Lady A Band Meets Lady A Singer for ‘Positive Solutions’ After Name Change Controversy

Lady A Band Meets Lady A Singer for ‘Positive Solutions’ After Name Change Controversy

Country band Lady Antebellum, which recently changed its name to Lady A, met with blues singer Lady A on Monday after news broke that there already was an artist with that name.

The band posted a screenshot of their meeting. The singer shared the same post.

“Today, we connected privately with the artist Lady A. Transparent, honest, and authentic conversations were had. We are excited to share we are moving forward with positive solutions and common ground. The hurt is turning into hope. More to come,” the post read.

The update included a screenshot of the virtual meeting, which featured the band — comprised of Charles Kelley, Dave Haywood and Hillary Scott — as well as the original Lady A and two artists who perform with her, John Oliver III of Gleanings Community Bible Church and Mississippi blues artist Dexter Allen, according to Billboard.

The band, which had gone by Lady Antebellum since 2006, announced last week it would now go by Lady A. The word “antebellum” refers to the period before the Civil War when African Americans were still slaves.

In a statement shared on Instagram last week, the group said it was inspired to change its name in the wake of the protests that sprung up after the death of George Floyd.

“As a band, we have strived for our music to be a refuge…inclusive of all,” the group said. “We’ve watched and listened more than ever these last few weeks, and our hearts have been stirred with conviction, our eyes opened wide to the injustices, inequality and biases Black women and men have always faced and continue to face everyday. Now, blindspots we didn’t even know existed have been revealed.”

“This is my life. Lady A is my brand, I’ve used it for over 20 years, and I’m proud of what I’ve done,” she told Rolling Stone. “This is too much right now. They’re using the name because of a Black Lives Matter incident that, for them, is just a moment in time. If it mattered, it would have mattered to them before.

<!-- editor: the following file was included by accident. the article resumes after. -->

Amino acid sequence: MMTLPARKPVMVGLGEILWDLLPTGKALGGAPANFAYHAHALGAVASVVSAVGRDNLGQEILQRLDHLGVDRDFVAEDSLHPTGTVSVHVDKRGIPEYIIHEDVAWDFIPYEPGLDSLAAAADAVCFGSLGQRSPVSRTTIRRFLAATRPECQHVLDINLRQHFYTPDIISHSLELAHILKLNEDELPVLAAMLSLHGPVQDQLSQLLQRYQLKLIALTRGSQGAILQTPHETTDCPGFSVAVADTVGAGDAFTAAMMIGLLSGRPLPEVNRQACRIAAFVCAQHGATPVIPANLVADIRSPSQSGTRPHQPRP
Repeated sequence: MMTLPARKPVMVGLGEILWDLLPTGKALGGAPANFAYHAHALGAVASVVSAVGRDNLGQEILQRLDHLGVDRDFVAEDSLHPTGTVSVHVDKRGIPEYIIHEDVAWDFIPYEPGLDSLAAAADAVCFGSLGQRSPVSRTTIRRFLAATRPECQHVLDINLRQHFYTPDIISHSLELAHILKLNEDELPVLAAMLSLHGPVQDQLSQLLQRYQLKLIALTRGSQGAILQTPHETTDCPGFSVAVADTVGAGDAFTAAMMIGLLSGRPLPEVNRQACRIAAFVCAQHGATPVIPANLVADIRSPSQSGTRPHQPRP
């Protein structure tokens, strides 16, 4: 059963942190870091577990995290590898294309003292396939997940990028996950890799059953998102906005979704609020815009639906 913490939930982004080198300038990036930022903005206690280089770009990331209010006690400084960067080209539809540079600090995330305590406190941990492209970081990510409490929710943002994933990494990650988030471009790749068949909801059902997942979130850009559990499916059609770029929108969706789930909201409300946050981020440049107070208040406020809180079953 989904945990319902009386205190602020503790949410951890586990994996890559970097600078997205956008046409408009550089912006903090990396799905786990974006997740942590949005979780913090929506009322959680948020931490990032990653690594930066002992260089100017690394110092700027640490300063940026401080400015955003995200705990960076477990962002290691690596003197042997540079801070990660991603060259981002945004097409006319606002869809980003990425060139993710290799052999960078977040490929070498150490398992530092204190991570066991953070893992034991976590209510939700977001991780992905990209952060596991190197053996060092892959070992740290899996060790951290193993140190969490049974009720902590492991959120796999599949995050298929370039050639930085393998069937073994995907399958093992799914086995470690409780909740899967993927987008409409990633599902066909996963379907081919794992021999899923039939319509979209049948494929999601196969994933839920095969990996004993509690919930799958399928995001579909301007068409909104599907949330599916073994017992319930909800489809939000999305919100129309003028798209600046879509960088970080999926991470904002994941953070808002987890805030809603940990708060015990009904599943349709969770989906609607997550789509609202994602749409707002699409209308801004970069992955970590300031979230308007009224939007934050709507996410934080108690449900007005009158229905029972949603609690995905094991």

“It shouldn’t have taken George Floyd to die for them to realize that their name had a slave reference to it,” White continued. “It’s an opportunity for them to pretend they’re not racist or pretend this means something to them. If it did, they would’ve done some research, and I’m not happy about that. You found me on Spotify easily — why couldn’t they?”

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Dear Fans,⁣⁣⁣ ⁣⁣⁣ As a band, we have strived for our music to be a refuge…inclusive of all. We’ve watched and listened more than ever these last few weeks, and our hearts have been stirred with conviction, our eyes opened wide to the injustices, inequality and biases Black women and men have always faced and continue to face everyday. Now, blindspots we didn’t even know existed have been revealed.⁣⁣⁣ ⁣⁣⁣ After much personal reflection, band discussion, prayer and many honest conversations with some of our closest Black friends and colleagues, we have decided to drop the word “antebellum” from our name and move forward as Lady A, the nickname our fans gave us almost from the start.⁣⁣⁣ ⁣⁣⁣ When we set out together almost 14 years ago, we named our band after the southern “antebellum” style home where we took our first photos. As musicians, it reminded us of all the music born in the south that influenced us…Southern Rock, Blues, R&B, Gospel and of course Country. But we are regretful and embarrassed to say that we did not take into account the associations that weigh down this word referring to the period of history before The Civil War, which includes slavery. We are deeply sorry for the hurt this has caused and for anyone who has felt unsafe, unseen or unvalued. Causing pain was never our hearts’ intention, but it doesn’t change the fact that indeed, it did just that. So today, we speak up and make a change. We hope you will dig in and join us.⁣⁣⁣ ⁣ We feel like we have been Awakened, but this is just one step. There are countless more that need to be taken. We want to do better. We are committed to examining our individual and collective impact and making the necessary changes to practice antiracism. We will continue to educate ourselves, have hard conversations and search the parts of our hearts that need pruning—to grow into better humans, better neighbors. Our next outward step will be a donation to the Equal Justice Initiative through LadyAID. Our prayer is that if we lead by example…with humility, love, empathy and action…we can be better allies to those suffering from spoken and unspoken injustices, while influencing our children & generations to come.

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Published at Wed, 17 Jun 2020 04:27:15 +0000